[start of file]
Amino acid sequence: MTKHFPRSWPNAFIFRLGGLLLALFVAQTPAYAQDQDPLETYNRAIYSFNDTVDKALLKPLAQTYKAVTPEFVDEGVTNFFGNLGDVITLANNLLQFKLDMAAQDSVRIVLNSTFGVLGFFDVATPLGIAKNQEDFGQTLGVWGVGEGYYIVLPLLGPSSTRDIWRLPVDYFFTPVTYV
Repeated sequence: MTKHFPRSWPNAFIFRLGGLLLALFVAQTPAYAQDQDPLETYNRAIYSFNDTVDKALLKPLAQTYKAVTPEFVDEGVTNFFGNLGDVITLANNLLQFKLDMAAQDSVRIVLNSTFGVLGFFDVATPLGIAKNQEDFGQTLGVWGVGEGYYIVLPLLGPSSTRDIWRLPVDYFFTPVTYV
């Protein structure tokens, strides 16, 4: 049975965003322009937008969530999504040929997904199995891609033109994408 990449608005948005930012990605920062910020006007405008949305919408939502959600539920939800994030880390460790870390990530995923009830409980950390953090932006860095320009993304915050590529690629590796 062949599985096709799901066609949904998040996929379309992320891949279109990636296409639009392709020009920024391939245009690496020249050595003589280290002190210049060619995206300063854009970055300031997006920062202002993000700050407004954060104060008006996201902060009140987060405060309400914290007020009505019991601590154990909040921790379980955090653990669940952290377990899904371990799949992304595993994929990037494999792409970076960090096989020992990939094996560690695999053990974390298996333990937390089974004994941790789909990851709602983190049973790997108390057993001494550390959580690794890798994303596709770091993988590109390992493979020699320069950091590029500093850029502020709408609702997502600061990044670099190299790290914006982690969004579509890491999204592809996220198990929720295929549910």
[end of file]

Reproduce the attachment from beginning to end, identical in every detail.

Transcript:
Amino acid sequence: MTKHFPRSWPNAFIFRLGGLLLALFVAQTPAYAQDQDPLETYNRAIYSFNDTVDKALLKPLAQTYKAVTPEFVDEGVTNFFGNLGDVITLANNLLQFKLDMAAQDSVRIVLNSTFGVLGFFDVATPLGIAKNQEDFGQTLGVWGVGEGYYIVLPLLGPSSTRDIWRLPVDYFFTPVTYV
Repeated sequence: MTKHFPRSWPNAFIFRLGGLLLALFVAQTPAYAQDQDPLETYNRAIYSFNDTVDKALLKPLAQTYKAVTPEFVDEGVTNFFGNLGDVITLANNLLQFKLDMAAQDSVRIVLNSTFGVLGFFDVATPLGIAKNQEDFGQTLGVWGVGEGYYIVLPLLGPSSTRDIWRLPVDYFFTPVTYV
């Protein structure tokens, strides 16, 4: 049975965003322009937008969530999504040929997904199995891609033109994408 990449608005948005930012990605920062910020006007405008949305919408939502959600539920939800994030880390460790870390990530995923009830409980950390953090932006860095320009993304915050590529690629590796 062949599985096709799901066609949904998040996929379309992320891949279109990636296409639009392709020009920024391939245009690496020249050595003589280290002190210049060619995206300063854009970055300031997006920062202002993000700050407004954060104060008006996201902060009140987060405060309400914290007020009505019991601590154990909040921790379980955090653990669940952290377990899904371990799949992304595993994929990037494999792409970076960090096989020992990939094996560690695999053990974390298996333990937390089974004994941790789909990851709602983190049973790997108390057993001494550390959580690794890798994303596709770091993988590109390992493979020699320069950091590029500093850029502020709408609702997502600061990044670099190299790290914006982690969004579509890491999204592809996220198990929720295929549910």